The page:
What Millennials Can Teach Gen Xers About Networking

What Millennials Can Teach Gen Xers About Networking

You walk into a waiting room. The room is packed full of people waiting to be seen. Beyond the obvious conclusion that they all there for a similar reason, there is something else they all have in common. Their heads are down, eyes focused exclusively on their smart phones.

Welcome to the Millennial Generation.

Millennials (born 1980-2000) do things differently than you, Gen Xers. Yes, you are, coincidentally, in that same waiting room. But you are reluctant to embrace the changes of our generation.

Our evidence? You give us what other Millennials don’t: eye contact.

We all know that networking is the golden ticket. If you aren’t networking, you’re really not serious about landing that next job or changing your career. Most experts agree that networking yields at minimum a 70-80% success rate, which is far too high to ignore for the individual feeling stifled by the hidden job market. But what does this mean for you Gen Xers in career transition?

Simply put, learn from Millennials.

Before you assume that I mean bury you head in your phone, hear me out. The simple essence of networking is establishing connections. These connections ultimately lead to possibilities and opportunities to advance our careers. But as we know, our connections may not even be related to fostering a career boost. They may be for the purpose of connecting for a social gathering, a music event, a support group or even to start a relationship. 88% of millennials use social networking such as Facebook to get their daily news. This is a valuable truth that you can no longer ignore. Millennials are more connected and have a stronger network than you do. Millennials are competing with you for that next job. That’s the bad news.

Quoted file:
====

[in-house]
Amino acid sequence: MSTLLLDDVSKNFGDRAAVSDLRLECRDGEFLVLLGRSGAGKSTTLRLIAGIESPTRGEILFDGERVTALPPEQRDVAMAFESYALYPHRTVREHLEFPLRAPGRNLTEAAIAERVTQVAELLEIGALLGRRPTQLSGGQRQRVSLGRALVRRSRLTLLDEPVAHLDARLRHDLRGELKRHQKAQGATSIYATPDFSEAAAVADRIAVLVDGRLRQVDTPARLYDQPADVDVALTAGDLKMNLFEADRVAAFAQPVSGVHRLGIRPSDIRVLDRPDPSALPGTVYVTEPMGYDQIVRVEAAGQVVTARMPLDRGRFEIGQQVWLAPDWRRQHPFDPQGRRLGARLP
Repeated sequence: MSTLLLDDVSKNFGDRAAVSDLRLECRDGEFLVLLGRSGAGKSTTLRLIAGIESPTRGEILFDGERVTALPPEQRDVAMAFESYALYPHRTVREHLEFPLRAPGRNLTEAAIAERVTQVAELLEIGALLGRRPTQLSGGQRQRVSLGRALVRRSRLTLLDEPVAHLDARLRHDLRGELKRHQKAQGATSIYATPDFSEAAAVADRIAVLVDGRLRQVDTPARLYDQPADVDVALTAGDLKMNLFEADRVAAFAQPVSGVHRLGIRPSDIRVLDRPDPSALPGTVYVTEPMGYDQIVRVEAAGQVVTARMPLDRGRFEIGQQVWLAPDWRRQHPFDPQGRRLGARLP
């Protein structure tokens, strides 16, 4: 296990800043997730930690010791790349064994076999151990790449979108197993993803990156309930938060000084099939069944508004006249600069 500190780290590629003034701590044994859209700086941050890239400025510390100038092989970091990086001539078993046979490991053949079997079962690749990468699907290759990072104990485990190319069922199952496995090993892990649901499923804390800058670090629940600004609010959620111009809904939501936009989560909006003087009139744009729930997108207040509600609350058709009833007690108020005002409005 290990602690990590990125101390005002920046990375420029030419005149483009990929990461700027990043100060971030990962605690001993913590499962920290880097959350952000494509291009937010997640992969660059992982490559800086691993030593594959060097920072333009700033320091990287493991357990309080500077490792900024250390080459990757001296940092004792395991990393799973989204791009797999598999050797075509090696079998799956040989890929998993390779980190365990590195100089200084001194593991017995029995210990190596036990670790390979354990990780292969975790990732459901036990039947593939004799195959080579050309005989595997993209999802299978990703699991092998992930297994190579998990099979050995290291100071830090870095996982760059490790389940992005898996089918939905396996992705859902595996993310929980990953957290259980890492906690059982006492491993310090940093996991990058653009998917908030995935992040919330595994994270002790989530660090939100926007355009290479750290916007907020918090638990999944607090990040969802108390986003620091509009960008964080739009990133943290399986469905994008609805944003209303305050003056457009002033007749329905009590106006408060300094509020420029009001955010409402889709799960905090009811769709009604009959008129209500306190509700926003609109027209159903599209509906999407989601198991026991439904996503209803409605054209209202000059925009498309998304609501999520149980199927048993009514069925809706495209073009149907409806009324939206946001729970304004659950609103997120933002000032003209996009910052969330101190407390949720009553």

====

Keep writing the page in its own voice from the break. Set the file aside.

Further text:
Here’s the good news. Millennials have no idea how valuable their connections are, nor do they understand how to take advantage of them. Yes Millennials are extremely connected all the time through text messages, email, and social media. However, for Millennials, these simply social outlets and are underutilized for career development.

In my current college course, “Career Decision Making”, the vast majority of the class are Millennials, who utilize all of the aforementioned social networking tools fervently. Interestingly though, I’d estimate 75%  of my students have not heard of or tried “LinkedIn”, which is home to 300 million networking professionals of all industries. That’s a huge piece of networking pie, which ironically caters to Millennials’ preference for an online medium.   According to a 2014 Social Media Update by the Pew Research Center, only 23 percent of adults aged 18-29 actually use LinkedIn. There are likely several reasons for this low number, but possibly the biggest:  Millennials doubt themselves.

This lack of confidence is your window. Establishing and nurturing a powerful online presence though LinkedIn is one way that you can surpass Millennials.  Not only do you have more material and experience to present in these mediums, you understand your value and aren’t likely to sell yourself short.

Gen Xers:  you understand the value of the internet in the job search and in networking, but there’s a lot you can still learn from Millennials in terms of being connected full time. Perhaps the biggest? Smart phone apps. Let’s face it:  looking for a job is a full-time job. The Millennials in the waiting room know that, and they have an app for that. Because they’re connected 24/7, they’re less likely to miss opportunities, even when they’re not actively looking for them. If you, Gen Xer, only put in 20 hours a week in job search/networking activities as the research suggests, the average Millennial is exceeding that through their use of smart phones. To keep up, all you have to do is join the networking sites and install the apps on your phone. The opportunities will flow.

You also have another advantage over Millennials:  you value tradition. Face-to-face networking, job fairs, cold-calling, and informational interviewing have stood the test of time, and aren’t dead yet! We Millennials are far more hesitant to engage in these mediums, so use this to your advantage! Establish a connection in person and build a lasting connection with that person online. One simple way is to include your LinkedIn address on your business card.

It’s important to remember that opportunities are always there if you are present. Millennials have no shortage of doors in front of them, but you, Gen Xers, have the advantage of knowing the worth of these doors.

About The Author


Brad Minton, Career Counselor at Schoolcraft College in Livonia, MI, specializes in career exploration for millennials, and the college-to-work transition.

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